Essays by Brit Salvesen and Mirjam Kooiman All the images in this work are taken in Grand Theft Auto V —a video game set in Los Santos, an “open world” scenario that closely resembles Los Angeles and its surroundings. Turned into a virtual replica, the city looks familiar and recognizable, but at the same time, pieces are missing, distances are altered, dimensions changed.
While exploring the possibilities and the meanings of photographing a virtual place, the work addresses further issues, such as the truthfulness of photography and our belief in this medium as a trace of reality. Cropped and turned to black and white by the author, all the images are originally taken by different players around the world. When it comes to showing how realistic this video game is, how much it “seems real”, it’s striking how all these users unknowingly adopt a visual language as descriptive and objective as possible, somehow close to the documentary style.
Thus, their pictures end up resembling those of many great photographers who worked in L.A. widely throughout the second half of the past century. With their own perspective, these artists all contributed to the creation of an image of the city that is still vivid and lasting.
On Frieze Magazine, James Bridle shows Justin Berry’s Stone Shields (2012) – an image taken from the game Medal of Honor – and compares it with Anselm Adams’ 1968 photograph El Capitan, Winter, Sunrise, Yosemite National Park, California.
It doesn’t carry any obvious signs of digital manipulation, but it bears out Adams’s famous remark: ‘You don’t take a photograph, you make it.’ Stone Shields is a composite of screenshots, created within the virtual world of the first-person-shooter video game Medal of Honor: its landscape is entirely digital. It is a composite of composites, as every pixel has been rendered from millions of lines of code and pre-existing textures created by the game’s designers, captured within the experience of the game itself (one notorious for its violence and militarism), and ultimately manipulated by Berry. In its artifice, it reveals all the artifice of image-making itself.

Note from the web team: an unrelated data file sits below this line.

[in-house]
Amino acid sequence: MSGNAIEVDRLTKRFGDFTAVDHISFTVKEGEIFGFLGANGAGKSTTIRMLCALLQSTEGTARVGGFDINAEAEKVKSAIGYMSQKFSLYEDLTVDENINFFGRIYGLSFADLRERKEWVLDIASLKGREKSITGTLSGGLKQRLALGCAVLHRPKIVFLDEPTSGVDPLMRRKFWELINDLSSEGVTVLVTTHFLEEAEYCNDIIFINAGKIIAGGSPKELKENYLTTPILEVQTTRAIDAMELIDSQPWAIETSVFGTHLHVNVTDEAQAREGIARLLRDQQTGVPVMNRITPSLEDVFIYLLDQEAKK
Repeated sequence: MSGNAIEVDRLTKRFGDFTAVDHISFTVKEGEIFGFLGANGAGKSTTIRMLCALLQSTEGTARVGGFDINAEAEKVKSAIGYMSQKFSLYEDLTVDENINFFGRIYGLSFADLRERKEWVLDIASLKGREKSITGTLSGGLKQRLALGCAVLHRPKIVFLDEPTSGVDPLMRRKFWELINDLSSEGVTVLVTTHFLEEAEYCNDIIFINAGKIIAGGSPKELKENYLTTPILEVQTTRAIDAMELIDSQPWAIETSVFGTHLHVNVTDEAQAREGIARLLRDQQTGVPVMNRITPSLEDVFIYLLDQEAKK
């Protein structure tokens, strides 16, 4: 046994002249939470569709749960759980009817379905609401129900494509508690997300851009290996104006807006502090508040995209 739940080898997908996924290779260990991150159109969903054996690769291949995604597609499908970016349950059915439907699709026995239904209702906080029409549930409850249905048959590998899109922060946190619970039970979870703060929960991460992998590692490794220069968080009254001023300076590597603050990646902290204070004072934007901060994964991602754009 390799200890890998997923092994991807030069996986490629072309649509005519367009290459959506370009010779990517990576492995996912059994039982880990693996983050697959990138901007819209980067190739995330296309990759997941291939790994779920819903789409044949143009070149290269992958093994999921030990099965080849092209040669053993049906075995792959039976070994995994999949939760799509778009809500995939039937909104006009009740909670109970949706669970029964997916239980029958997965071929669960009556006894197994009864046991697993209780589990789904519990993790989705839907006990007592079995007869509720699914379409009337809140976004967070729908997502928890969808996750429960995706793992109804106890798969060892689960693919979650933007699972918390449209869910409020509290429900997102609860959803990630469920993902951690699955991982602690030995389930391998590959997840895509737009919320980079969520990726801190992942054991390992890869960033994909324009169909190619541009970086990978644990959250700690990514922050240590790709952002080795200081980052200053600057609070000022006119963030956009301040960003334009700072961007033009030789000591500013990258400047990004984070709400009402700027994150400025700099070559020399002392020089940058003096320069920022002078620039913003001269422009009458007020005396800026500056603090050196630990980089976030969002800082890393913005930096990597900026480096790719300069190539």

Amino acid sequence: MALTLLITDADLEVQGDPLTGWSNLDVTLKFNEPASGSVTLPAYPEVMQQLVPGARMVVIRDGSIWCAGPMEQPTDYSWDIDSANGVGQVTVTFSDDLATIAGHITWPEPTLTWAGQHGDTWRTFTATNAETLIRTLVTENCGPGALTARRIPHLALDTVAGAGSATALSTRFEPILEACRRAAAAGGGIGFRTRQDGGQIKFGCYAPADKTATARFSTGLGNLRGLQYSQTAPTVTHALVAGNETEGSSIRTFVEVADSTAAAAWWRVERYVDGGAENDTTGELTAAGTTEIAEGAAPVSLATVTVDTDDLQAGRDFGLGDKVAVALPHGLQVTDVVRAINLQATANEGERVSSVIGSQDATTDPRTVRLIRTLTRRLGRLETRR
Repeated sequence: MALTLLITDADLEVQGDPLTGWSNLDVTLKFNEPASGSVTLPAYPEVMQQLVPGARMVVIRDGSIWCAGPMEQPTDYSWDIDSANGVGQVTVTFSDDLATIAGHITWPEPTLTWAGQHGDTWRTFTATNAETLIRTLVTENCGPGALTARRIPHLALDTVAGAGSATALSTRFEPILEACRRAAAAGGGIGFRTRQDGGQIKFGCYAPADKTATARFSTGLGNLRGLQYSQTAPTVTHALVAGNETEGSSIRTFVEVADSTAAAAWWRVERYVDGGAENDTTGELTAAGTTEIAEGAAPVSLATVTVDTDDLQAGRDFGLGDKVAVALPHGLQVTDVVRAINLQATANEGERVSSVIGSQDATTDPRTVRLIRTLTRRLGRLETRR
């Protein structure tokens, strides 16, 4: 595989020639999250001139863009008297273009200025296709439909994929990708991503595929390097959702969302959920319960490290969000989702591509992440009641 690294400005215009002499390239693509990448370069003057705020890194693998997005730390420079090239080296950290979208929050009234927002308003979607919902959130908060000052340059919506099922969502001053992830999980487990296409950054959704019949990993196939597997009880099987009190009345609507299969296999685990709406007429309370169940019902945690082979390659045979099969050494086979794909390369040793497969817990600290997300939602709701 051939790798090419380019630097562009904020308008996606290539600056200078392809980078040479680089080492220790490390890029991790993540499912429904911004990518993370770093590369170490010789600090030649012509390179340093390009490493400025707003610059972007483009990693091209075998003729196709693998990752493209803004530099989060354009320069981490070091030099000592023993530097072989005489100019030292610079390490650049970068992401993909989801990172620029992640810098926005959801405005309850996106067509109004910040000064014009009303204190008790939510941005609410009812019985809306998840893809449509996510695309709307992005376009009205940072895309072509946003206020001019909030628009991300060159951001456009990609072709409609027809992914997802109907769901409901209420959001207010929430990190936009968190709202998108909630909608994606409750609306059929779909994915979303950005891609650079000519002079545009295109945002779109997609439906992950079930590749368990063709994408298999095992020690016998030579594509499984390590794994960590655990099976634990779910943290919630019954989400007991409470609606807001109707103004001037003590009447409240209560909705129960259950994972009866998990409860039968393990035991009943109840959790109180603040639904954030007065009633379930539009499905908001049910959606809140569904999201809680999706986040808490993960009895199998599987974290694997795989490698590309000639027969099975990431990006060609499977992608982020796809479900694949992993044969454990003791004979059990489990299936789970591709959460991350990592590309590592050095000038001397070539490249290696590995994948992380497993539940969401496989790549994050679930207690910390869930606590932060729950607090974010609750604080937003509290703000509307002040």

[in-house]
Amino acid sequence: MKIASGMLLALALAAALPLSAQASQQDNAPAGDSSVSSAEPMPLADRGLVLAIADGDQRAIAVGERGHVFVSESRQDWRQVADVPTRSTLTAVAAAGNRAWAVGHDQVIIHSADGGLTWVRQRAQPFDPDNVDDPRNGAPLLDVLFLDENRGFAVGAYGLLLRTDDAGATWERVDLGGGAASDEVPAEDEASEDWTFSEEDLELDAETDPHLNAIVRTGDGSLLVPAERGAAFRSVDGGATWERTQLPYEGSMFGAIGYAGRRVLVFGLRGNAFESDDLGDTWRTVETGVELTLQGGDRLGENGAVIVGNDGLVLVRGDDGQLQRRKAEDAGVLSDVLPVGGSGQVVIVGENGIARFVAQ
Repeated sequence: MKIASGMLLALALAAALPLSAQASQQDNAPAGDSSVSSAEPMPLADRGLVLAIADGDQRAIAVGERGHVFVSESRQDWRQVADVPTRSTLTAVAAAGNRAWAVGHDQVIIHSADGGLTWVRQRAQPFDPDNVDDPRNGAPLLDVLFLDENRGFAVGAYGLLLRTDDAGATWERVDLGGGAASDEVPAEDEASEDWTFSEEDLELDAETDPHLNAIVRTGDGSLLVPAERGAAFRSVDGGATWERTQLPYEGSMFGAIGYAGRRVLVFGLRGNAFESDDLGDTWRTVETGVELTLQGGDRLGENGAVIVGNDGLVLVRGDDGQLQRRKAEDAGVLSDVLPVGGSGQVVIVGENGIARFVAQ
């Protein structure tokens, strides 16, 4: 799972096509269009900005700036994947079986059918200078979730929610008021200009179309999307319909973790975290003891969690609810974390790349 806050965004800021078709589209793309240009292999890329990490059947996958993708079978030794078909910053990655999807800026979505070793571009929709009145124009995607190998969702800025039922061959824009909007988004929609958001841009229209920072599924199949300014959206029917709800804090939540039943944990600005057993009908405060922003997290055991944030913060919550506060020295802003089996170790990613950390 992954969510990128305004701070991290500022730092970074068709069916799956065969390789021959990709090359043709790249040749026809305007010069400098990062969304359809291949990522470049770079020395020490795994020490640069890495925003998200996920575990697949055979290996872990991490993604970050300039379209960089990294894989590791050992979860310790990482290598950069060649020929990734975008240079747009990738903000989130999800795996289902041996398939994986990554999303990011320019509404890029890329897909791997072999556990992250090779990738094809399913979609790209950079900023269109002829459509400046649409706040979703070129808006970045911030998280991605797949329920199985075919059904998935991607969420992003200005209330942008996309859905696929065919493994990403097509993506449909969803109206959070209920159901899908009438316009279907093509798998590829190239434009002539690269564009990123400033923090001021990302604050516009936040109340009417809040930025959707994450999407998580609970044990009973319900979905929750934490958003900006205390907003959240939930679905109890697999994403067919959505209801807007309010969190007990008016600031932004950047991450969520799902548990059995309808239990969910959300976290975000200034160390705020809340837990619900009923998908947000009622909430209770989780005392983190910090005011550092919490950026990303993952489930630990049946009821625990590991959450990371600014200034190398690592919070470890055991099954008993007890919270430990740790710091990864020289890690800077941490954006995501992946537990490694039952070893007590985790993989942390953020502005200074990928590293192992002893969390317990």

in his ending remark Bridle aligns the construction of the image through the camera medium and the textured digital image making process:
photography itself is a construct, and all images contain the mechanics of their own making.
Morten Rockford Ravn attempts to capture the “existential despair” of the modern-day America represented in Grand Theft Auto V in his series titled “Fear and loathing in GTA V”. The series is ongoing and consists of black and white photos taken with the in-game smartphone camera.